If you want to improve your leadership style and people management skills, Joel Garfinkle believes you should start by being less critical and more positive.
“A really great boss is someone who’s going to motivate you by building your self-confidence and help you grow and develop, instead of beating you down, always looking for the negative,” says Garfinkle, an executive coach and author. “Even though that sounds logical, there are many bosses out there that don’t do this. They don’t know any differently and they’ve never been taught differently.”
Could you benefit from tweaking your approach? Or would you like to train your managers to become better leaders? Here are some specific steps to take for better small business management techniques.
Set Expectations for Staff
Cut out the uncertainty. That’s the advice of Robert Wendover, author of Smart Hiring. “The problem is bosses don’t necessarily communicate their expectations,” he says. “They just assume that because they’re invested in the business, everybody they hire is going to be invested in the business. That creates some interesting challenges because they’ll get upset if they think a person doesn’t work as hard as they think they should.”
One way Wendover believes managers can avoid a disconnect with employees is to relay exactly how their business needs to operate to be profitable. “I say to employers all the time, ‘I dare you to walk up to the average person within your business and ask them how the business makes money,’” Wendover says. “The average person will be able to explain the business model, but they won’t know about the cost of goods, how marketing takes place, and what the difference is between marketing and sales.”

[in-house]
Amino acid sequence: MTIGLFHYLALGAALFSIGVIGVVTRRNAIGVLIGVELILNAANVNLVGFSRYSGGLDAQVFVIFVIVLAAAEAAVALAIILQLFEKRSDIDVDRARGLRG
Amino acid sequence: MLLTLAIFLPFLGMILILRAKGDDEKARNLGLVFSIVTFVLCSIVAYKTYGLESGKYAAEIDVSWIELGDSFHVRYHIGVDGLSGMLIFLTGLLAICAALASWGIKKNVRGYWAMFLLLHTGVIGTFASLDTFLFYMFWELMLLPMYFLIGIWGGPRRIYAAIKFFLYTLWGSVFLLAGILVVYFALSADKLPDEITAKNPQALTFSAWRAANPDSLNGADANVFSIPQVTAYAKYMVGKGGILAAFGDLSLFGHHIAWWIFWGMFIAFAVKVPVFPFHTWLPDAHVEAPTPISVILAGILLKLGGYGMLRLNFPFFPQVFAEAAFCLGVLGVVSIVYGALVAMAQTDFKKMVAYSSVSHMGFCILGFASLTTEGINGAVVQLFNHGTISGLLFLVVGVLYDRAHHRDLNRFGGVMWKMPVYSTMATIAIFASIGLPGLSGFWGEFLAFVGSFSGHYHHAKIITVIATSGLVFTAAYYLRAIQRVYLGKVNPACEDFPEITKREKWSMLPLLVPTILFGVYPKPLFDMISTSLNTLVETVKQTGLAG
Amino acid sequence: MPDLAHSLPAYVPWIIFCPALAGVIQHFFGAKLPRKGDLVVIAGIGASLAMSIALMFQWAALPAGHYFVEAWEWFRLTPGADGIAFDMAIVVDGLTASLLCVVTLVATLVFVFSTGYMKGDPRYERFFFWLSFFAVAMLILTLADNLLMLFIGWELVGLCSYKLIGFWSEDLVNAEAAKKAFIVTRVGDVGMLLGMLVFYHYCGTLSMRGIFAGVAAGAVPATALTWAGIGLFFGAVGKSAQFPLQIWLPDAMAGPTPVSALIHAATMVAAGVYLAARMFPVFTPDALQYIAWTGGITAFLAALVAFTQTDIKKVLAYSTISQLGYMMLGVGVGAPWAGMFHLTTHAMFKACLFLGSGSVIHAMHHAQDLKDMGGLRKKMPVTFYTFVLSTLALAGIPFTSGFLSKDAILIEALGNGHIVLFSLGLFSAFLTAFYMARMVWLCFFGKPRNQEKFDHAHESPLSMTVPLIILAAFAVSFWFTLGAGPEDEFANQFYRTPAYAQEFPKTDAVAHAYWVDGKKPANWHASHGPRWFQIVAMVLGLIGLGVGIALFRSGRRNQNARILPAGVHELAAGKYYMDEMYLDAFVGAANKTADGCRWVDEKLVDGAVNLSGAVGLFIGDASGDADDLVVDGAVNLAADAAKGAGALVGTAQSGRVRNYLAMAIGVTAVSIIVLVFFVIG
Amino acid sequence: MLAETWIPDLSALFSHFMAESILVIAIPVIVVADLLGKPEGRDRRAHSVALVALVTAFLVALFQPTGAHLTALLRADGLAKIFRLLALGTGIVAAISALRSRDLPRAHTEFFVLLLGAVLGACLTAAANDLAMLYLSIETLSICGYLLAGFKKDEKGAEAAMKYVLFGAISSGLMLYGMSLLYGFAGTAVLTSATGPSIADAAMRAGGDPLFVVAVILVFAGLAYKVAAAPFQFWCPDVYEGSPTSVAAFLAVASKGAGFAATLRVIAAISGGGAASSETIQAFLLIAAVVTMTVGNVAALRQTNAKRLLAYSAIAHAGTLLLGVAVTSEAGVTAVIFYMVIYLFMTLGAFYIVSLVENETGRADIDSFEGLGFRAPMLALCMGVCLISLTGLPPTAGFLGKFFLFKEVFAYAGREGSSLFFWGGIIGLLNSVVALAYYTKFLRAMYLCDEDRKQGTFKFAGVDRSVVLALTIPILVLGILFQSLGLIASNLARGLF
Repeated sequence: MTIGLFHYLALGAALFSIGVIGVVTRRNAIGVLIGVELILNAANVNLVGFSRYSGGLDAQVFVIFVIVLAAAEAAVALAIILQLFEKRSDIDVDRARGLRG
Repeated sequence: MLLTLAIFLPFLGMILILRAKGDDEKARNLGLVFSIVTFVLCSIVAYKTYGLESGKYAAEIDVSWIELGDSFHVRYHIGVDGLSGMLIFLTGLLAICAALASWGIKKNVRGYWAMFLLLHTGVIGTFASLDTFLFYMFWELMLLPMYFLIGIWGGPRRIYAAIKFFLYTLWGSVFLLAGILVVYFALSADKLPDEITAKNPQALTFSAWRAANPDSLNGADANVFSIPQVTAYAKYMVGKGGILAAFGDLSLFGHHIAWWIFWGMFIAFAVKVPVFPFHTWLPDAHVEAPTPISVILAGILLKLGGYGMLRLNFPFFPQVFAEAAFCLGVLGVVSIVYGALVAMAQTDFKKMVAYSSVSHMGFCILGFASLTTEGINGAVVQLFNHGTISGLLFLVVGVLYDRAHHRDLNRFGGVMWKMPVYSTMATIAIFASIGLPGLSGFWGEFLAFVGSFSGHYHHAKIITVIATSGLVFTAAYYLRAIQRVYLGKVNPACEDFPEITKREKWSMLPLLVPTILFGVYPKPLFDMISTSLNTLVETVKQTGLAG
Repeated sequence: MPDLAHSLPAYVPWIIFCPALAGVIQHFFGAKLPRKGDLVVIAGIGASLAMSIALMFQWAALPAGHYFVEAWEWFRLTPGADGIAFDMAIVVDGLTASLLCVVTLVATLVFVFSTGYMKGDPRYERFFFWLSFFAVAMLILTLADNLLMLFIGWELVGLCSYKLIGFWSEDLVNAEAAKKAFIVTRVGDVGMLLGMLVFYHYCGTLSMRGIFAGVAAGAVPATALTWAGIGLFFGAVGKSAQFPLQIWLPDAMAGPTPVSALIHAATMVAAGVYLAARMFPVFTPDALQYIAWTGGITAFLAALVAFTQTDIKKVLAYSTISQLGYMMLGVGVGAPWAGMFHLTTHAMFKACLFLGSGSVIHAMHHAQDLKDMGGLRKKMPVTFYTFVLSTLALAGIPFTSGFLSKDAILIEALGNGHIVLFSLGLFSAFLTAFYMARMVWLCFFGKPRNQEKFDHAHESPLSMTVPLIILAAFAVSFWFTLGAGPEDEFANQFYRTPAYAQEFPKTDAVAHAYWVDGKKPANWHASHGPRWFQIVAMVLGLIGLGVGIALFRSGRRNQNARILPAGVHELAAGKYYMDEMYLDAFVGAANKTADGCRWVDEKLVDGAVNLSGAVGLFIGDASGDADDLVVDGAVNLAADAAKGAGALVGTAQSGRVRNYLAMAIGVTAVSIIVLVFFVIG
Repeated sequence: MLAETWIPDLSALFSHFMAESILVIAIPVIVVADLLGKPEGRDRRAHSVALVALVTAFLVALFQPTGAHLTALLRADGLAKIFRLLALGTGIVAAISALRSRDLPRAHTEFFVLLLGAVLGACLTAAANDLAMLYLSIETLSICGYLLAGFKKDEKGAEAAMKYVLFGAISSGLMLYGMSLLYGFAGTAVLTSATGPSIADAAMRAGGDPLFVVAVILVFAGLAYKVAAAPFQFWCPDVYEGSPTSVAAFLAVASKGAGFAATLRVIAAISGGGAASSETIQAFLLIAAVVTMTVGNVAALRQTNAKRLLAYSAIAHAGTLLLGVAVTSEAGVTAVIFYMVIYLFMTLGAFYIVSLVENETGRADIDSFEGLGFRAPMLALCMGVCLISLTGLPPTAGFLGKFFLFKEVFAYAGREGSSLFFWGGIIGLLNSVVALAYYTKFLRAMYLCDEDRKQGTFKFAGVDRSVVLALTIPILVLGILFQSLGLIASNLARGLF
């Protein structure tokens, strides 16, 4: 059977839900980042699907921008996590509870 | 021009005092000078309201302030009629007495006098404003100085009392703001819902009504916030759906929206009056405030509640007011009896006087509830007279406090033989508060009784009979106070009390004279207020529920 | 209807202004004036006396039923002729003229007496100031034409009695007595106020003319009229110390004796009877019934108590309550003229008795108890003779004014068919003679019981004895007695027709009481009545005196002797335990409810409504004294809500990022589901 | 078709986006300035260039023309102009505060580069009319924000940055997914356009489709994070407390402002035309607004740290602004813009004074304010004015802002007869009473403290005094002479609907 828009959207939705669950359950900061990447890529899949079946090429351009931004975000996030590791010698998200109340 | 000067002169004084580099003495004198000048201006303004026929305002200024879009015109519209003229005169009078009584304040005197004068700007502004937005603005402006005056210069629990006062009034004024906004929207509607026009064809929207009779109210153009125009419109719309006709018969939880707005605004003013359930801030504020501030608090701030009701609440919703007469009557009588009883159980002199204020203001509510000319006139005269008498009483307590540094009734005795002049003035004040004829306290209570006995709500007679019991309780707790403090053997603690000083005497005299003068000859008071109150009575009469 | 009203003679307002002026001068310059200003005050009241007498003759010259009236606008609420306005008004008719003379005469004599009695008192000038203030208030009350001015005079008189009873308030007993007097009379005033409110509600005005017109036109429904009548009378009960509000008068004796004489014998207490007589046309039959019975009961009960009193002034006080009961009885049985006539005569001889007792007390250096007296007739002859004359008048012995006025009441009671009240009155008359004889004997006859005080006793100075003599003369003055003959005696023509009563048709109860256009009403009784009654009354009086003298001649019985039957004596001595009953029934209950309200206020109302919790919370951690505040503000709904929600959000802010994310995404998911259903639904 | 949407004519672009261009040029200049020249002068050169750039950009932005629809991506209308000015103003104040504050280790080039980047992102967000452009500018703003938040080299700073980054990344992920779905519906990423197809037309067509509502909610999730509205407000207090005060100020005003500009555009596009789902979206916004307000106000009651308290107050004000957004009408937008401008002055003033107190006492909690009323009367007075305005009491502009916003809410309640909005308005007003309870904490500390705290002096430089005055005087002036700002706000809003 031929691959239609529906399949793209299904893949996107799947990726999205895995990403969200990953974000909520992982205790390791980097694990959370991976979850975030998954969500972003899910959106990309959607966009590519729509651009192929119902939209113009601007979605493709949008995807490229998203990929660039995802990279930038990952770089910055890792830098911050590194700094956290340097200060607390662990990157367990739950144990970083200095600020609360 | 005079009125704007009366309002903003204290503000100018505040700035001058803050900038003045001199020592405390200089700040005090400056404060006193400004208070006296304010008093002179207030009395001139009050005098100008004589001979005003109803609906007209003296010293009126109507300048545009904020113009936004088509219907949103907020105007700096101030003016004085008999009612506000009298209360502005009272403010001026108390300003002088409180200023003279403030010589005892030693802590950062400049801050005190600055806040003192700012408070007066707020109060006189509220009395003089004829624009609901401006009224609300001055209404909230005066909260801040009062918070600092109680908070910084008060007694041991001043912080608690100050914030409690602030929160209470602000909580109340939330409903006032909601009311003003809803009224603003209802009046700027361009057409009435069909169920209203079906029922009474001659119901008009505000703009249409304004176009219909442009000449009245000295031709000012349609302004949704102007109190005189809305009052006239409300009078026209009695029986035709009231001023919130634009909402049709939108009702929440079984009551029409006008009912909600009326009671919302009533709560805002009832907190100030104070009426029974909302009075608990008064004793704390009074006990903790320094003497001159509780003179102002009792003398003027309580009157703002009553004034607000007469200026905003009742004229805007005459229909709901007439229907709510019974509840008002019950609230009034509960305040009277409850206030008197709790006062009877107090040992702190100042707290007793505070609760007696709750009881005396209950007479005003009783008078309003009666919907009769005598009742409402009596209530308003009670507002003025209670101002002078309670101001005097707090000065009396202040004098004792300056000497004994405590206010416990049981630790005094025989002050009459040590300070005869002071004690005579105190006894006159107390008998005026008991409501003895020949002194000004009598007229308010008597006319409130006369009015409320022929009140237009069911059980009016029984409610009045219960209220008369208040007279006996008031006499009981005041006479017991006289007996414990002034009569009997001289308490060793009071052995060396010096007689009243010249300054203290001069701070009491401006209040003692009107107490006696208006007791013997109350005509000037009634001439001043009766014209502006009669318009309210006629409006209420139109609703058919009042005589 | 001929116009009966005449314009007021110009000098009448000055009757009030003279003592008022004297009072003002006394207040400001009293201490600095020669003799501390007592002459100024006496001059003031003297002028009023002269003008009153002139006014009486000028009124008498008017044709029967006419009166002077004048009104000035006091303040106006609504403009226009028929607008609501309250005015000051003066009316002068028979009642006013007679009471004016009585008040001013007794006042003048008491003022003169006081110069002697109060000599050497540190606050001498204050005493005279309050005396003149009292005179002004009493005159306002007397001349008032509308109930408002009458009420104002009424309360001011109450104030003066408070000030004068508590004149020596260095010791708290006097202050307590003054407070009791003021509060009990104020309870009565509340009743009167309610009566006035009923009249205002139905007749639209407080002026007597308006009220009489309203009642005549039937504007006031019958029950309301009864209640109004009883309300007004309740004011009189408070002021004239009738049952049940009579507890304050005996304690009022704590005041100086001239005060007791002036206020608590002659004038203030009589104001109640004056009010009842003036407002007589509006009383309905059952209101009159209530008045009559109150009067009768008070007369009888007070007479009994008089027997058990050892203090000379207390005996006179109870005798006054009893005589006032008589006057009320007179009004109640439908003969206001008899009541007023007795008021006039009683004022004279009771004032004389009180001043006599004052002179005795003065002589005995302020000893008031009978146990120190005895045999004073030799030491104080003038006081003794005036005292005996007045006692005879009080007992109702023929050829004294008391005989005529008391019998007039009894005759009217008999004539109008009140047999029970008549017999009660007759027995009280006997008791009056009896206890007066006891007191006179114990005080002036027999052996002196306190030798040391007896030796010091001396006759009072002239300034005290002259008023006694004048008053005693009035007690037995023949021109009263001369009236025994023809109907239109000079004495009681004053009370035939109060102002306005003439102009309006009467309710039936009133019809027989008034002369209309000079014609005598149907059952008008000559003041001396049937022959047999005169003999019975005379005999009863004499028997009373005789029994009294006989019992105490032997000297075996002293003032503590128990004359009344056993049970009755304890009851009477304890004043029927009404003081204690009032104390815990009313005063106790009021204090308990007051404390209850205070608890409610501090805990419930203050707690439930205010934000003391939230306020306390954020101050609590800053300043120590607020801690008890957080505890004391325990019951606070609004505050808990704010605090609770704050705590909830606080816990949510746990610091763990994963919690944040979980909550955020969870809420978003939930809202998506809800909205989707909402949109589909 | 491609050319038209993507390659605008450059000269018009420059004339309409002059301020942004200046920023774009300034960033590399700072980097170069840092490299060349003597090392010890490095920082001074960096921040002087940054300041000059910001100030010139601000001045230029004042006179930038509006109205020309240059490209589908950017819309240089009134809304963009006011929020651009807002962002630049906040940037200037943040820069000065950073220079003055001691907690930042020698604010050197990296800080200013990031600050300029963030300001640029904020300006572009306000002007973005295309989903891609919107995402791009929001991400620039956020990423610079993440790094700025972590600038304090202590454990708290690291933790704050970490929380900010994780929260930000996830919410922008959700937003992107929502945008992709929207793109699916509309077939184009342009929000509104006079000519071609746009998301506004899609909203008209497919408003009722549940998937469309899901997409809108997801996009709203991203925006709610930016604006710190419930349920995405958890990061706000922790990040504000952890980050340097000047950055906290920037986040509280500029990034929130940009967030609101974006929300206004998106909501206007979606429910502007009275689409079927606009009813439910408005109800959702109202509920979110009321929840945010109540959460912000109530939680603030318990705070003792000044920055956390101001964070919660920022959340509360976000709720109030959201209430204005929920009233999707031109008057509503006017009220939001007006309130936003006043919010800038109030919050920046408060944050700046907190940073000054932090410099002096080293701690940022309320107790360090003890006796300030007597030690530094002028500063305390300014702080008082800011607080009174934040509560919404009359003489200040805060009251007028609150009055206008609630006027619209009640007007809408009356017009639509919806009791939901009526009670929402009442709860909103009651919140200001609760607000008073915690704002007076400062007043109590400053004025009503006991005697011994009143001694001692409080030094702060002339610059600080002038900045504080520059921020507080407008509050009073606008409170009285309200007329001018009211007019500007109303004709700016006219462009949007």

Wendover thinks once employees understand operations better, they’ll be more apt to problem solve and be more efficient. “Just by nature, they might start looking for ways to save money,” he says.
Another good reason to communicate expectations is the generational divide, with less-seasoned staff needing a bit more direction in many cases. “Younger employees coming into the marketplace are more distracted because of digital technology,” Wendover says. “They’re a lot more externally motivated than internally motivated, which means you have to sit down and say, ‘This is what you’re going to do, and this is how you’re going to do it.’”
Offer More Praise
Garfinkle thinks complimenting employees when they meet or exceed expectations is a powerful motivational tactic. “I’ve heard many of my clients who have been managers ask, ‘If the employees are doing the job they’re supposed to do, why should I praise them?’ But even though they’re doing the job they’re supposed to be doing, people thrive on praise, recognition and acknowledgement,” Garfinkle says.
Ultimately, good managers look for opportunities to point out excellent work because the approach establishes a sense of loyalty. “People quit their jobs not because of bad pay, but because of bad bosses,” Garfinkle says. “If you want to be a good boss, that managerial relationship is an important one.”
Take Time to Listen
Along with regularly communicating with employees, Garfinkle thinks it’s equally critical to listen to ideas and concerns that staffers may have, and do so on a consistent basis. “Another important thing is making time for one-on-one meetings,” he says. “Sit down and answer any problems or challenges, and help provide employees with direction.”